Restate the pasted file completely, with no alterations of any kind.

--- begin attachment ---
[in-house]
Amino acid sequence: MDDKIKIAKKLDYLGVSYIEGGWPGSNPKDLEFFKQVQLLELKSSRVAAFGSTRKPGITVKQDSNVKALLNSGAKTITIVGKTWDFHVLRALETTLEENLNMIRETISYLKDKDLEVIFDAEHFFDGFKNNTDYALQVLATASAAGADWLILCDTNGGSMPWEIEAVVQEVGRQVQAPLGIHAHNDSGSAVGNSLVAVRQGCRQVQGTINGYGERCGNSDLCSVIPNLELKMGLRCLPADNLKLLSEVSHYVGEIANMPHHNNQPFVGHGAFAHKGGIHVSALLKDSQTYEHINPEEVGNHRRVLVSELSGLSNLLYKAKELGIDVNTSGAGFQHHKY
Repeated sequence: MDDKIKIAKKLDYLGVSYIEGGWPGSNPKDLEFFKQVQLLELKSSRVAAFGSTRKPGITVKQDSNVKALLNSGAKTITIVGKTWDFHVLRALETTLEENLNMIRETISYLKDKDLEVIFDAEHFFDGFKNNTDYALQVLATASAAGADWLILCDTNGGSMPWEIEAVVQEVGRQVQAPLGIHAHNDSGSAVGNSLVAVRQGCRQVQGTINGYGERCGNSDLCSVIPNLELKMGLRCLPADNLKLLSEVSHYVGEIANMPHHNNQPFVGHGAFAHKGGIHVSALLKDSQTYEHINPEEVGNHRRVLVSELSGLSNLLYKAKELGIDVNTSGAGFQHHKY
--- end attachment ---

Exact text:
[in-house]
Amino acid sequence: MDDKIKIAKKLDYLGVSYIEGGWPGSNPKDLEFFKQVQLLELKSSRVAAFGSTRKPGITVKQDSNVKALLNSGAKTITIVGKTWDFHVLRALETTLEENLNMIRETISYLKDKDLEVIFDAEHFFDGFKNNTDYALQVLATASAAGADWLILCDTNGGSMPWEIEAVVQEVGRQVQAPLGIHAHNDSGSAVGNSLVAVRQGCRQVQGTINGYGERCGNSDLCSVIPNLELKMGLRCLPADNLKLLSEVSHYVGEIANMPHHNNQPFVGHGAFAHKGGIHVSALLKDSQTYEHINPEEVGNHRRVLVSELSGLSNLLYKAKELGIDVNTSGAGFQHHKY
Repeated sequence: MDDKIKIAKKLDYLGVSYIEGGWPGSNPKDLEFFKQVQLLELKSSRVAAFGSTRKPGITVKQDSNVKALLNSGAKTITIVGKTWDFHVLRALETTLEENLNMIRETISYLKDKDLEVIFDAEHFFDGFKNNTDYALQVLATASAAGADWLILCDTNGGSMPWEIEAVVQEVGRQVQAPLGIHAHNDSGSAVGNSLVAVRQGCRQVQGTINGYGERCGNSDLCSVIPNLELKMGLRCLPADNLKLLSEVSHYVGEIANMPHHNNQPFVGHGAFAHKGGIHVSALLKDSQTYEHINPEEVGNHRRVLVSELSGLSNLLYKAKELGIDVNTSGAGFQHHKY